A Brief History of the Male Headband in Cinema
The male headband is a thing of great cinematic majesty, but also of massively unfilled potential. It’s a piece of costuming so dynamic and multi-faceted, that only the most skilled designers dare deploy it. By charting the history of the headband in cinema, I hope that more people will gain the confidence to put them onscreen, where they belong.
In 1984, Ralph Macchio kicked his way to the planet’s hearts with his turn as the eponymous kid in The Karate Kid. But Ralph did more than just win a karate tournament: he brought the patterned bandana headband to America. But The Karate Kid was doing something more intelligent than simply appropriating Asian culture. It was creating a fake ethnocultural backstory, which drew on elements of Samurai mythology whilst creating something that tapped into contemporary sporting apparel. The Karate Kid’s headband seemed to combine Seven Samurai (1954) with Bjorn Borg or Andre Agassi, but, if you look back through Akira Kurosawa’s work, headbands are rarely seen. Early Samurai woodcuts, and traditional Japanese Samurai culture, show warriors using hachimaki, a white or red cloth tied tightly around the head, as a sign of courage. But hachimaki don’t really make an appearance in Samurai movies until films like The Hidden Blade (2006) and 13 Assassins (2010), both from the 21st century. The Karate Kid was, in fact, more influenced by First Blood (1982), the first part of the Rambo series, which introduced the headband as a sign of brimming, sweat-mopping masculinity.
Which isn’t to say that The Karate Kid is directly responsible for the headband becoming a cheap Asian byword in Hollywood. You only have to look at Mickey Rooney’s incredibly offensive Mr Yunioshi character in Breakfast at Tiffany’s. That was back in 1961, but in the world of 80s action machismo, the headband had become a shortcut for actors to access their inner-Samurai.
By the new millennium, filmmakers were starting to subvert that and make the headband symbolic of something more fragile. It hints at a bandaging, or a softening, of the mind. Wes Anderson has been a huge advocate of the male headband, and no-one wears it more iconically than Richie from The Royal Tenenbaums (2001). Yes, Richie is reflecting his past as a professional tennis player, but it is also symbolic of Richie’s attempts to both hold onto a past that has escaped him and keep the disparate pieces of his mind intact. Richie finally removes the headband during his suicide attempt and it’s almost as though the band was holding in all the feelings that come pouring out in that desperate moment. It’s something that Anderson touches on again in The Darjeeling Limited (2007), when Francis, played by Owen Wilson, turns up on the train wearing bandages that almost take the form of a trendy headband. He later reveals that the injuries which are being treated were sustained when he crashed his motorcycle as part of a failed suicide attempt. Almost in the reverse of Richie, the headband is keeping Francis together after things have fallen apart.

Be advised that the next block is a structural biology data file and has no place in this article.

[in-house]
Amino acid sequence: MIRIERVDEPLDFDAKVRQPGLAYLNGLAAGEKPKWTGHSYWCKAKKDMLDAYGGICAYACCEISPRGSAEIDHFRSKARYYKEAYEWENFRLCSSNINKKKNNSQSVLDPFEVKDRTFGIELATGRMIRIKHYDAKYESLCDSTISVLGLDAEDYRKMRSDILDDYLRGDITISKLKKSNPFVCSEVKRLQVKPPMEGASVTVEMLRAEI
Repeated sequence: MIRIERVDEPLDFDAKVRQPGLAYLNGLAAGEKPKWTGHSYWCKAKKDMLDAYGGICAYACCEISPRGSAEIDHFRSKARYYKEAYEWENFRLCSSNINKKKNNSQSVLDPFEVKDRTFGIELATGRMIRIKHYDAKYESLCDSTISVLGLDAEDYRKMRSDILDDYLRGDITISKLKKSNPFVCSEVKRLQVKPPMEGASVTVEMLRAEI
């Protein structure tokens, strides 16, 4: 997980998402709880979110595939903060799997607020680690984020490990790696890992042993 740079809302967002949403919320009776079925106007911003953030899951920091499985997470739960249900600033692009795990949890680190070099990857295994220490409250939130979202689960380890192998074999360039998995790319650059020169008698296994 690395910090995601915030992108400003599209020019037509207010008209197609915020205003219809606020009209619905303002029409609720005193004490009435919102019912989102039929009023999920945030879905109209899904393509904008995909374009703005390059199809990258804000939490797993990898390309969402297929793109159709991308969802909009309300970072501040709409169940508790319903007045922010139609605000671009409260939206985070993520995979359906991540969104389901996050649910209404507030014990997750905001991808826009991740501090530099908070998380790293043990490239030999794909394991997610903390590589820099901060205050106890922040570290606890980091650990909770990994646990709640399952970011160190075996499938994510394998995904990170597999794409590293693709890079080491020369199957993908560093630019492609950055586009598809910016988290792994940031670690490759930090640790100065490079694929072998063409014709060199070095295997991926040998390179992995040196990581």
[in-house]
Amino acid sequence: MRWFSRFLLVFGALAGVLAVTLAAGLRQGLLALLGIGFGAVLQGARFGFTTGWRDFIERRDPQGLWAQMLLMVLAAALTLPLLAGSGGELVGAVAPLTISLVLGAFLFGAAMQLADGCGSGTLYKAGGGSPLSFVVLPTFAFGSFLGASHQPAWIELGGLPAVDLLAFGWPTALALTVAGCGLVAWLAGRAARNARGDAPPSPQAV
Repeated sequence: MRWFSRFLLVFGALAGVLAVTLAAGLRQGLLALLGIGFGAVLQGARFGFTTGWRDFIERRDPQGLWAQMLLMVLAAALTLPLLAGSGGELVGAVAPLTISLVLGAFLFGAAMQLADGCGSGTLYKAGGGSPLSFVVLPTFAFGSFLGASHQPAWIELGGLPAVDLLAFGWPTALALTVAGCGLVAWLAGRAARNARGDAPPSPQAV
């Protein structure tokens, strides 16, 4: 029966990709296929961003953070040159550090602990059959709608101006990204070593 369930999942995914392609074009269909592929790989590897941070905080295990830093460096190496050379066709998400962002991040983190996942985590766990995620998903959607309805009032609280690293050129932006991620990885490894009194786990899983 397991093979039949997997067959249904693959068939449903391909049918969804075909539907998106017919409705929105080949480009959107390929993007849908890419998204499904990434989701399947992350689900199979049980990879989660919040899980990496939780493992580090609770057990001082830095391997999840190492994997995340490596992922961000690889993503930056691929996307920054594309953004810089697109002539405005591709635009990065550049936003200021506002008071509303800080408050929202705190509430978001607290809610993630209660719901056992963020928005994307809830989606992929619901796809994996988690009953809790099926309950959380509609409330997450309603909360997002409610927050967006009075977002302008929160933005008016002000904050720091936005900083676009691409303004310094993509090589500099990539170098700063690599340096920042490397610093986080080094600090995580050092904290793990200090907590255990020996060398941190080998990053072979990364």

The action-oriented headband usage of the 80s – catalysed by masses of greasy lank hair – is over. The headband has become more associated with movies that lampoon that sense of macho superiority – like Zoolander (2001) or Dodgeball (2004) – or the eco-douchebag trope that we see in films like Wanderlust (2012) and The Inbetweeners 2 (2014). The wry manner in which Anderson utilises the power of the male headband is, perhaps, unique to him as a filmmaker. We now exist in a world where Zac Efron poses atop Machu Picchu wearing a headband that speaks of him as both environmentalist and conquerer, shaman and warrior. Perhaps that conflict is why it speaks so much to the troubled, confused youth of today.
If you have any further headband suggestions, you can get in touch with Nick on Twitter @nickfthiltonby